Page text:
Editorial: 'Golden Light of Christmas shines down the millennia'
This week a small pencil of golden light illuminated the chamber in Newgrange, reminding us of a miracle of ingenuity; a gift from our ancestors 5,000 years ago.
Then as now, it was celebrated as a triumph over darkness. In the depths of an Irish winter, we take our victories where we find them.
It is extraordinary to think, without the aid of telescopes or computers millennia ago, a monument to bring what they saw as the very light of heaven, could be built with such precision; and all this time later, people come from around the world to witness its wonder.
All over the world the coming of the light is captivated in the Christmas story: the birth of a newborn bringing joy to a weary, troubled world.
The Capuchin monks who opened their doors before first light on Dublin's Church Street yesterday to give out the first of their food hampers had no time to think how 2,000 years after the most famous exclusion in history there is still no room at the inn.
The long queues snaking along the street made sure they were too busy trying to look after the needs of those who may have nothing in the cupboard, to ask such questions. Yet they hang over our capital: Why are the interventions of the diminutive Brother Kevin Crowley more necessary this Christmas than they were five decades ago, when he opened a soup kitchen?
It has been said that out of suffering emerges the strongest souls.
There is no better example of this than Vicky Phelan, who has campaigned so heroically for others while battling her own quiet agonies. Without wishing to, she has become an inspirational figure for the country. She's recognised as a towering figure, having been raised rather than reduced by pain.
It was this time last year Vicky's nightmare began, but she kept it to herself so as not to ruin Christmas for her children.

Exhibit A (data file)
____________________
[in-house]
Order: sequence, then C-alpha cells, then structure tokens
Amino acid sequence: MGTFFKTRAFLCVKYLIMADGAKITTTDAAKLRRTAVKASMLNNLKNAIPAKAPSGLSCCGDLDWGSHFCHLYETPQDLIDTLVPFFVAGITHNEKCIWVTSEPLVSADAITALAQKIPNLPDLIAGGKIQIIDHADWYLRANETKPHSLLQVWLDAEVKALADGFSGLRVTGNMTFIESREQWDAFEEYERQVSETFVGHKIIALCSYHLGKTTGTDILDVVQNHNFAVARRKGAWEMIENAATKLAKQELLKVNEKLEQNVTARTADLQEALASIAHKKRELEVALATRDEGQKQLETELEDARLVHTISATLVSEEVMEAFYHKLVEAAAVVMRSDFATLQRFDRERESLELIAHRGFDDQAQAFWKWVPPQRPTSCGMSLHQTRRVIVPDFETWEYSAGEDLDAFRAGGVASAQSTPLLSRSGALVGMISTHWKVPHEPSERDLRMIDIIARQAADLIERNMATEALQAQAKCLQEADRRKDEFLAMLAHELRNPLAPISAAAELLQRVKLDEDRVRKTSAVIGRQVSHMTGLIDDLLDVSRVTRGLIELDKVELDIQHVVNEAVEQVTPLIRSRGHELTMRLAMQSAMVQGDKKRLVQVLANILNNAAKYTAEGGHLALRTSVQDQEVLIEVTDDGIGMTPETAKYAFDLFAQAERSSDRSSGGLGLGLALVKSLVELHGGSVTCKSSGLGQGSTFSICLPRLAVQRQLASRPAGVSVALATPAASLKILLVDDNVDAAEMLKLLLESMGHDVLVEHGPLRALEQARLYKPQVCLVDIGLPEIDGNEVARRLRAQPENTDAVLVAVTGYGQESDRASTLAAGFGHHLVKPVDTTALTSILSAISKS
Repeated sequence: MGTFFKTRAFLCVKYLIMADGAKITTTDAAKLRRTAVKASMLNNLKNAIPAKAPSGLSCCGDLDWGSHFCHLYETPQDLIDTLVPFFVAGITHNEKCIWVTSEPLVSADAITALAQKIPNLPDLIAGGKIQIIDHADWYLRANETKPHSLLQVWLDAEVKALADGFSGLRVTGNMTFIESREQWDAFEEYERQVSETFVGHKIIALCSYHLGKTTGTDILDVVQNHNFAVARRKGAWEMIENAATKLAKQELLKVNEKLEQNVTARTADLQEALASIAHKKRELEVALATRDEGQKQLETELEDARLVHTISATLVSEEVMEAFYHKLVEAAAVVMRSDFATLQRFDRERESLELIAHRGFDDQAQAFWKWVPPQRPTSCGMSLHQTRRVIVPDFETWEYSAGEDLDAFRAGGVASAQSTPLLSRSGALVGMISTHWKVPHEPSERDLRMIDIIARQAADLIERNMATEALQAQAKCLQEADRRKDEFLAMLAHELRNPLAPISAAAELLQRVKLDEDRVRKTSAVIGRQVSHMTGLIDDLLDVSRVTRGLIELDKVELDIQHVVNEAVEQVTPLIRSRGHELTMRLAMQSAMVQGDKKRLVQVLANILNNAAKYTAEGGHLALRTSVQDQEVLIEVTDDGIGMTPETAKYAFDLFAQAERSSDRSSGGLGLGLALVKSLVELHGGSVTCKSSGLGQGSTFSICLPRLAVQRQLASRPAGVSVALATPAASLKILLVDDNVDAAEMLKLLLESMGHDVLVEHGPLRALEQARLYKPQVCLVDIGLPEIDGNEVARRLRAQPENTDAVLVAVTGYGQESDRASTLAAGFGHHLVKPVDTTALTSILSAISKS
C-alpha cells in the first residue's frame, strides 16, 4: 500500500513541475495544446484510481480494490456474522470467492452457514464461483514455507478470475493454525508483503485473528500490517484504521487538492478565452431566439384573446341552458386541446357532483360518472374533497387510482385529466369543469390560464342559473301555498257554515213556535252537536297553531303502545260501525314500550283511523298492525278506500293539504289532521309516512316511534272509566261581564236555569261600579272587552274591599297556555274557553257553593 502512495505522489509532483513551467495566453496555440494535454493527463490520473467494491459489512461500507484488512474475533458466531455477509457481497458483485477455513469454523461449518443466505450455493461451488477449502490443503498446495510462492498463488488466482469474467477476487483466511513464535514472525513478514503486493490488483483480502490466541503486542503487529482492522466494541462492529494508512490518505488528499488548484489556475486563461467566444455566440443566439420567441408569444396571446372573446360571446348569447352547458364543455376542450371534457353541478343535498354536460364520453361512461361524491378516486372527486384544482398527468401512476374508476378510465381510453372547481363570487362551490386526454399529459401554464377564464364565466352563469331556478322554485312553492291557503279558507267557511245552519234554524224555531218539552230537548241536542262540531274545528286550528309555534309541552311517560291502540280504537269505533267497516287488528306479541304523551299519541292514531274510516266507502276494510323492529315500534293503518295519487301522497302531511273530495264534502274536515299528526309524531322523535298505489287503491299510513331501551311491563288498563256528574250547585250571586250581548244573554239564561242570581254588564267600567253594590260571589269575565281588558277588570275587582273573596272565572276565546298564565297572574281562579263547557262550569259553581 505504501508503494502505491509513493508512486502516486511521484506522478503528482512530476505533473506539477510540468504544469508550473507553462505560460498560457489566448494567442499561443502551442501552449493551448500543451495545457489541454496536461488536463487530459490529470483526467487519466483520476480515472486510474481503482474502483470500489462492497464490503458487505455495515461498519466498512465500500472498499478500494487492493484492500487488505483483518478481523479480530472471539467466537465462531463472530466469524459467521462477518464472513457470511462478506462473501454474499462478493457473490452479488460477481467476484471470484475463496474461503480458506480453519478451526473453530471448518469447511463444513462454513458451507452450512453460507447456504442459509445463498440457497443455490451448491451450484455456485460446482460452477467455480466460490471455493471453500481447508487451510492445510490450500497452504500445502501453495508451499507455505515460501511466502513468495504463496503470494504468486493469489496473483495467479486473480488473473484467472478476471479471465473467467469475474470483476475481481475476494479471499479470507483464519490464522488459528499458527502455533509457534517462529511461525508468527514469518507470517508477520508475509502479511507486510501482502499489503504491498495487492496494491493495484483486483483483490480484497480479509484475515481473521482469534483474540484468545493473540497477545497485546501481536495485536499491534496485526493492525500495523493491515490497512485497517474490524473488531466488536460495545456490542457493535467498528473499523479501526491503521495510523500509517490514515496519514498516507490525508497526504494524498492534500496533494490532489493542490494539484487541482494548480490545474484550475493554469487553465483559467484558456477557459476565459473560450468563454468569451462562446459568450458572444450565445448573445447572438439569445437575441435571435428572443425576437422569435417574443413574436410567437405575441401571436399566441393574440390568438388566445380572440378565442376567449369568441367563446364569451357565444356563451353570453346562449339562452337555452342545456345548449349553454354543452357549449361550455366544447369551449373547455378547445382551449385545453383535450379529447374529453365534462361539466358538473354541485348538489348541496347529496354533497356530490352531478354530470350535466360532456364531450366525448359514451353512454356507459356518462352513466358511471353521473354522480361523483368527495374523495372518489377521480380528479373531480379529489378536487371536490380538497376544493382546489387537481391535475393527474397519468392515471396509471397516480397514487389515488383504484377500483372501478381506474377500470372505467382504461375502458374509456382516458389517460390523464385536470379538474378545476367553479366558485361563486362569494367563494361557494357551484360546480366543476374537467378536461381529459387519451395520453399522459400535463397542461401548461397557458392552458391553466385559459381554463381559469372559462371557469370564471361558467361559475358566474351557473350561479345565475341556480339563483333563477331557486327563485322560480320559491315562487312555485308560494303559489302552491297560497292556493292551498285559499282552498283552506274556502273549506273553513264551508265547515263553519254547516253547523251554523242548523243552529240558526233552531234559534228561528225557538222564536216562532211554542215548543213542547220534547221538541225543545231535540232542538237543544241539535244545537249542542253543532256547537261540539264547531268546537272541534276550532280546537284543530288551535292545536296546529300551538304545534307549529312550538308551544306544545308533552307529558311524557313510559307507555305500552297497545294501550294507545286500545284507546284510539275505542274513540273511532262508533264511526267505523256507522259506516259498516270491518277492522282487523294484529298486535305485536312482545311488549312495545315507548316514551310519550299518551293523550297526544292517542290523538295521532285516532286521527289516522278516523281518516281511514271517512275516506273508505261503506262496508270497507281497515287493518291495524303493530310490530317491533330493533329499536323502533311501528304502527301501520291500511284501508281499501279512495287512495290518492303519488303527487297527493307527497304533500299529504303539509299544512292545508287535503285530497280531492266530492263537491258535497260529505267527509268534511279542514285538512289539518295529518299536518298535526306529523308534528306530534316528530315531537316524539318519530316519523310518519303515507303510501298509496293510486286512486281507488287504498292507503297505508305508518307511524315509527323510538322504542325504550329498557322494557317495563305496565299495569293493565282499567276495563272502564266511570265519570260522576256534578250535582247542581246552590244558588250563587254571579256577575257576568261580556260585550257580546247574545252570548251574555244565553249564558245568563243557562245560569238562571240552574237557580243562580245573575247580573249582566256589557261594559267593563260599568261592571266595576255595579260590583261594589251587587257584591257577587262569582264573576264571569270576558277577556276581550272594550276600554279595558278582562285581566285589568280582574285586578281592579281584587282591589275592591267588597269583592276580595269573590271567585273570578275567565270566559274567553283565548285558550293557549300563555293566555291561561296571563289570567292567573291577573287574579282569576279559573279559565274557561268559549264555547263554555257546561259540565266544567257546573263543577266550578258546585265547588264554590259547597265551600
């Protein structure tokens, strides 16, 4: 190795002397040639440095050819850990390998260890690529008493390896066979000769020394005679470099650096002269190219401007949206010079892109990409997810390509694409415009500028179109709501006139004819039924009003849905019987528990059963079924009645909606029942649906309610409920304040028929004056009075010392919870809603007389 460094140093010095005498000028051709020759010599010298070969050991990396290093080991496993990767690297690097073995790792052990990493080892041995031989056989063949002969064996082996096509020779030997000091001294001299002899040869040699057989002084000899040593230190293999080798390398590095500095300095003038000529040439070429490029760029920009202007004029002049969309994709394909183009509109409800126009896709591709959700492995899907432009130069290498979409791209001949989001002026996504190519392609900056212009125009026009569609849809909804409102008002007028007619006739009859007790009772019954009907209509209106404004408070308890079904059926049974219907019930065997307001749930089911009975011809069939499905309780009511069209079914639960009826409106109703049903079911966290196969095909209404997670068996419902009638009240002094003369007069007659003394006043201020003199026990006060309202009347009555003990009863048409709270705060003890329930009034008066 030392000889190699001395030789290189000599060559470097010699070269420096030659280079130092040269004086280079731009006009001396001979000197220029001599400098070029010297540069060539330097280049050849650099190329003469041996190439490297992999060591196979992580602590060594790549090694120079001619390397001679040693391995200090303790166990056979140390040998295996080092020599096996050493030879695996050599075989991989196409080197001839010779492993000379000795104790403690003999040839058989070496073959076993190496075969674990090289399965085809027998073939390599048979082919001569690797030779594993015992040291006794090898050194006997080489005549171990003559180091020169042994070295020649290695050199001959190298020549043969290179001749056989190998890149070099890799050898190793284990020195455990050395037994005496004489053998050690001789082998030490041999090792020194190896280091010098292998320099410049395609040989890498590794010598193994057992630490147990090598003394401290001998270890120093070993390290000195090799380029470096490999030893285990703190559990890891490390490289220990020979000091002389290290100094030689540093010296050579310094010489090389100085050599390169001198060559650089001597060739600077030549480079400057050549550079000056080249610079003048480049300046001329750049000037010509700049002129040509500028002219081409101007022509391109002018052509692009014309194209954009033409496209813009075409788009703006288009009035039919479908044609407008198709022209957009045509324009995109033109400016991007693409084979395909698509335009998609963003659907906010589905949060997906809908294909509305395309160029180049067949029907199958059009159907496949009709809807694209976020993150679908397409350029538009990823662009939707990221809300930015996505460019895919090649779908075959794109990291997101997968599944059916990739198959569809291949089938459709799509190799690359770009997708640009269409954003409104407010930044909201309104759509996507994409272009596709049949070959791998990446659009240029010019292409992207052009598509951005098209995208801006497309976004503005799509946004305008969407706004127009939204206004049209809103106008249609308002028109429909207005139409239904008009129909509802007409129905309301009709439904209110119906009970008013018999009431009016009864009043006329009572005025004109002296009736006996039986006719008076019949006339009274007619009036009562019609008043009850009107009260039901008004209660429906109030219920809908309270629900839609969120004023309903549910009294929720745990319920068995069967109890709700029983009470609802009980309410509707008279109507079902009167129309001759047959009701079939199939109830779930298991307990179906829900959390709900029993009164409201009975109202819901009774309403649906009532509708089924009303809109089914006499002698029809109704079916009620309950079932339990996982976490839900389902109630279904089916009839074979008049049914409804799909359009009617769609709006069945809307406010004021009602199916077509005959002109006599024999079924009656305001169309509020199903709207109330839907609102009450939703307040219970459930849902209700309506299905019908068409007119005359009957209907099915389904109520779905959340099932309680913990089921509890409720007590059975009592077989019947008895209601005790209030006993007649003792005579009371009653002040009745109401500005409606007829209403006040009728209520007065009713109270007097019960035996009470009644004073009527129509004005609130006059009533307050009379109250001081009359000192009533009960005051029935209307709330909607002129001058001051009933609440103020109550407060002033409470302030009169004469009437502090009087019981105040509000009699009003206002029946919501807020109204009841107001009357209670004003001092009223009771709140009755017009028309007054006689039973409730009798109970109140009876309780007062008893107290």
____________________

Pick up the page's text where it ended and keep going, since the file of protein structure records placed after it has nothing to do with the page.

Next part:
Sometimes the light comes from without and sometimes a phosphorescence can be recognised within.
In literature, no one captures the season like Charles Dickens. In a 'Christmas Carol' he wrote: "I have always thought of Christmas time, when it has come round - apart from the veneration due to its sacred name and origin, if anything belonging to it can be apart from that - as a good time; a kind, forgiving, charitable, pleasant time. The only time I know of, in the long calendar of the year, when men and women seem by one consent to open their shut-up hearts freely, and to think of people below them as if they really were fellow-passengers to the grave, and not another race of creatures bound on other journey."
For those who know their 'Bible', the first Christmas celebration was when the angels visited startled shepherds on a mountainside.
Whether it is in the stars, or in the magic of a child's eyes, there is a special luminosity found at this time of year. Be it in the Christmas we celebrate, or in the delicate beams that first raised spirits on a hill in Co Meath 5,000 years ago, that something special is a thing to behold.